# ZeroSum Ruler (home)

## Blogging on math education and other related things

### Adding Fractions With Pictures! (The Crisscross Method)December 3, 2012

Fraction Addition (And Subtraction): We’re not in kindergarten anymore

Addition and subtraction are only easy in elementary school.  Once middle school starts, continuing throughout any Math class taken that point forward, addition and subtraction are much harder than multiplication and division.  Why?  The Common Denominator.  To a kid who is not fluent in his multiplication facts, finding The Common Denominator is an exercise in torture.

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What is a common denominator?  A common denominator is a multiple of both denominators in a fraction addition (or subtraction) problem.  For example:

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In the above example, 6 is a common denominator of 2 and 3.  But is it the only one?  No.  How many common denominators are there between two fractions?  Infinite.  For example:

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Why would we want to use 7830 as a common denominator?  Why not?  The point is that any number that both denominators divide into evenly can act as a common denominator.  We are far less restricted than we thought.

So if we’re virtually unrestricted in choosing a common denominator, why not pick the one that is the product (multiply) of the two denominators?  For example:

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Just multiply the denominators to find a common denominator.  This is easy.

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At this point in the traditional method of adding fractions, we’d begin to ask our questions: “How many 8’s go into 16?”  Ok, 2.  “2 times 3 is …?”  Ok 6.  So 3/8  =  6/16 .  Though this process is easy to a person who is fluent in their multiplication and division, it will give reason for a non-fluent Math student to seize up.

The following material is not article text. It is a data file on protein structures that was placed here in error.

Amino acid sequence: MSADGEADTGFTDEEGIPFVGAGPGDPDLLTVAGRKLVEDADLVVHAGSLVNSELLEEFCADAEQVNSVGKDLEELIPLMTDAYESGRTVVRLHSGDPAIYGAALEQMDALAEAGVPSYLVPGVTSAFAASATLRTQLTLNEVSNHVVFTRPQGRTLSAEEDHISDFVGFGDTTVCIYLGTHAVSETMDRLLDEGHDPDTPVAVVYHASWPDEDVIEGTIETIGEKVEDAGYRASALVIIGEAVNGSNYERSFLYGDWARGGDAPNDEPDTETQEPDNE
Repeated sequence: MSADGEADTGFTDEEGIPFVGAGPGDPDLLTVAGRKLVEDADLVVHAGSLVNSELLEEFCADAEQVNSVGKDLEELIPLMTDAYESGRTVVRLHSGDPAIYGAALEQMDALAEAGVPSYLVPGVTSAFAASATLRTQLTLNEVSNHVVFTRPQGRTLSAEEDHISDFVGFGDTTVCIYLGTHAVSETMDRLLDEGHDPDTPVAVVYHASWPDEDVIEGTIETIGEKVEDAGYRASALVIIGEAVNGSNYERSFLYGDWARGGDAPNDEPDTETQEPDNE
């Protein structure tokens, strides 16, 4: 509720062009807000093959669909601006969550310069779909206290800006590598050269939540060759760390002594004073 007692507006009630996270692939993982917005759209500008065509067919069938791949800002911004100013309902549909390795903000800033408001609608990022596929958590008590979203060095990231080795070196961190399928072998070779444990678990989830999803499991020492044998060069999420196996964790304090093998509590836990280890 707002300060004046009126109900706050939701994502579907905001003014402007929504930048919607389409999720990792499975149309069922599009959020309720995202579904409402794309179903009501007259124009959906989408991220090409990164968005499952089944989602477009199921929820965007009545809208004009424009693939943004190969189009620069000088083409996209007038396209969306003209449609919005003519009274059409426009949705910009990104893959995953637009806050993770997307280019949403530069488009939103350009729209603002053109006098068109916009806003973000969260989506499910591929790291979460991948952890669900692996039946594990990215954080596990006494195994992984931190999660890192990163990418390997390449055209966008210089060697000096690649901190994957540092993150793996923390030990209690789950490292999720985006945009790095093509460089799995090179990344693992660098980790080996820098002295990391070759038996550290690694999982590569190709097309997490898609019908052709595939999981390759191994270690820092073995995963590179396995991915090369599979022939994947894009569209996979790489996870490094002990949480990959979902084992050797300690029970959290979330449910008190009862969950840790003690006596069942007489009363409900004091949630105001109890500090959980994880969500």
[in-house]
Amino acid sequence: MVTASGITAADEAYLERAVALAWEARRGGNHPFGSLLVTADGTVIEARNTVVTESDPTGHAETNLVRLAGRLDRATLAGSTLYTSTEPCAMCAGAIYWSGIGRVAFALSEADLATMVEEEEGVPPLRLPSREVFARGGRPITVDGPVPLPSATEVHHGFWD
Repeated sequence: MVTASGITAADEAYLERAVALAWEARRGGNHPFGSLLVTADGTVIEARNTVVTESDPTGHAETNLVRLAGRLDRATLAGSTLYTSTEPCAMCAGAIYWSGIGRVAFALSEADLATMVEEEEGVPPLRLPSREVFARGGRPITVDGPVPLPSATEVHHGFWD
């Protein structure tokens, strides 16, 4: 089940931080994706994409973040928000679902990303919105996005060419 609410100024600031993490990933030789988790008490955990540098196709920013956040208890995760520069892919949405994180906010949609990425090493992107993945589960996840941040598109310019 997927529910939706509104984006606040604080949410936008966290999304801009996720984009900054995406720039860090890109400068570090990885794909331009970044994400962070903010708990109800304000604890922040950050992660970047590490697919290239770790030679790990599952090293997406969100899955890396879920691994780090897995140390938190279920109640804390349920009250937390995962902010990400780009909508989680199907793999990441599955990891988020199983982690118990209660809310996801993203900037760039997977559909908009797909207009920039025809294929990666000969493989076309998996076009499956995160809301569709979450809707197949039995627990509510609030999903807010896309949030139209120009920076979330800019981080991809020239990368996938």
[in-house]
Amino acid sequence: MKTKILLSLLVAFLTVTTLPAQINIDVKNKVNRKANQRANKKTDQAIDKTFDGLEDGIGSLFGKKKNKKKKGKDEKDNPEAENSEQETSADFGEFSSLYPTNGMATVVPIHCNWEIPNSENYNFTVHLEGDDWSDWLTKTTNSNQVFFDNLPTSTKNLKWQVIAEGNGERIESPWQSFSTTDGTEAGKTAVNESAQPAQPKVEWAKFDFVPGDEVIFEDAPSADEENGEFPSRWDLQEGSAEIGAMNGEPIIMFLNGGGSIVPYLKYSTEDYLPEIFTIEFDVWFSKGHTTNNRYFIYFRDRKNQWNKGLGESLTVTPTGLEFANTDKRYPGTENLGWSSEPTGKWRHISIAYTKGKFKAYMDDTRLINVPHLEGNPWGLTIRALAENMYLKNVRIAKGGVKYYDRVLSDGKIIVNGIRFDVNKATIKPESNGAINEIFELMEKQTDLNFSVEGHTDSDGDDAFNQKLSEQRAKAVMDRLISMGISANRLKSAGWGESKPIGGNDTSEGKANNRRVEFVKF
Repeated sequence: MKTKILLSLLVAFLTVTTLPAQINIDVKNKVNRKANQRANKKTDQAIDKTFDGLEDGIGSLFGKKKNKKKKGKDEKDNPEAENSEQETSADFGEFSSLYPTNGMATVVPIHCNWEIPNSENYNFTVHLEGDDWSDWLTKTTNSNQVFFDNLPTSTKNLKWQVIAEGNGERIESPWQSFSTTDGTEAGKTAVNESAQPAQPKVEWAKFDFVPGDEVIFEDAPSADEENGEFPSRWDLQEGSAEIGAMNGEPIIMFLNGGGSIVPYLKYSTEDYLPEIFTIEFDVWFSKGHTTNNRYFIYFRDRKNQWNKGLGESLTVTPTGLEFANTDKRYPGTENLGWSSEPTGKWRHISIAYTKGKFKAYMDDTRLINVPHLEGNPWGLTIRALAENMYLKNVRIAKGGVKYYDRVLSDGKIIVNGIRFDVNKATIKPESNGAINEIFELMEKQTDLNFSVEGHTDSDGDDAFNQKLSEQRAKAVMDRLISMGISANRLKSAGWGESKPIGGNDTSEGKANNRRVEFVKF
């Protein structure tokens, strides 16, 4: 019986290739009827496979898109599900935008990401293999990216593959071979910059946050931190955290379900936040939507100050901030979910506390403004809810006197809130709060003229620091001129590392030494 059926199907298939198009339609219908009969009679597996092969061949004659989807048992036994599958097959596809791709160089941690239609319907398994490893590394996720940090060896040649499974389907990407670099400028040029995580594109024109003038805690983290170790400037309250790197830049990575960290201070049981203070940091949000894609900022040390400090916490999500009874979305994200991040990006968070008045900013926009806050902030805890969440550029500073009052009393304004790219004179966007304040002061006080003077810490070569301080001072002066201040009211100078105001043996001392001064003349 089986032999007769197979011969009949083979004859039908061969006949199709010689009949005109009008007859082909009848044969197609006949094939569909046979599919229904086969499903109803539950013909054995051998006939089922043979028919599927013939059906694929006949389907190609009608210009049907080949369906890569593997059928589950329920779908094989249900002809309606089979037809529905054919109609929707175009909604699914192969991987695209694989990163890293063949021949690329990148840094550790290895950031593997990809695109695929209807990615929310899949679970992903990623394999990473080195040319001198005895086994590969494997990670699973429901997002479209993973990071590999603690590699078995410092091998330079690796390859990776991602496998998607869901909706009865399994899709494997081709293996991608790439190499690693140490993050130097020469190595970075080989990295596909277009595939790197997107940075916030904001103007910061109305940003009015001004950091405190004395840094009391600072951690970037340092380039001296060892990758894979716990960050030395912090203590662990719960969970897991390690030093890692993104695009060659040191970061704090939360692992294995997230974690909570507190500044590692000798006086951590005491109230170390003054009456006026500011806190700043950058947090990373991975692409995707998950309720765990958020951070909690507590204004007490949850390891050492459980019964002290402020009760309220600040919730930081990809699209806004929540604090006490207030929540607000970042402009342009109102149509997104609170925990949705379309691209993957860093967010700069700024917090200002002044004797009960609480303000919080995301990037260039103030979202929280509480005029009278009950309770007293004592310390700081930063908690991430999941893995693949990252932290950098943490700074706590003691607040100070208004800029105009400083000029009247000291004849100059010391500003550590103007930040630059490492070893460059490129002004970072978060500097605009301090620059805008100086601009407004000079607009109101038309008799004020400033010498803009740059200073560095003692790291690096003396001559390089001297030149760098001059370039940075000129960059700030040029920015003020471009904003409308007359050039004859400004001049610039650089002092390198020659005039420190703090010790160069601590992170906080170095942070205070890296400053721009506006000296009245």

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A great alternative way of adding fractions is the Crisscross Method of adding (and subtracting) fractions.  In this method, we use the common denominator just once (this method will not create two equivalent fractions to the original two) and multiply “crisscross” to find two new numerators.

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In  3/8  +  5/2, we’ll first multiply the denominators to find our new, common denominator:

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Next, we’ll multiply 3 • 2 (always starting our crisscross in the top left corner) to find the first missing numerator:

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And then 8 • 5 to find the second missing numerator:

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But why are we allowed to do this?  Let’s back up to see what really happened.-

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First, we found the common denominator 16 by multiplying the denominators (8 and 2) of both fractions.  We’re guaranteed that our denominator is common if we created it by multiplying the two original denominators to get it.  To get the first numerator 6, we multiplied the numerator of the first fraction (3) by the denominator of the second fraction (2).

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In the process, we multiplied both numerator and denominator by 2.  In other words, we multiplied  3/8 by  2/2 Any number divided by itself is just a fancy 1, and multiplying any number by 1 does not change the number’s value.  As a check to see if this process worked,  3/8  =  6/16 .  The old and new fractions are equivalent.

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The same is true to get the second numerator 40:

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Both numerator and denominator were multiplied by 8.  In other words, we multiplied  5/2  by 8/8, which is just a fancy 1.  Multiplying by 1 does not change a number’s value.  As a check,  5/2   =  40/16.  The old and new fractions are equivalent.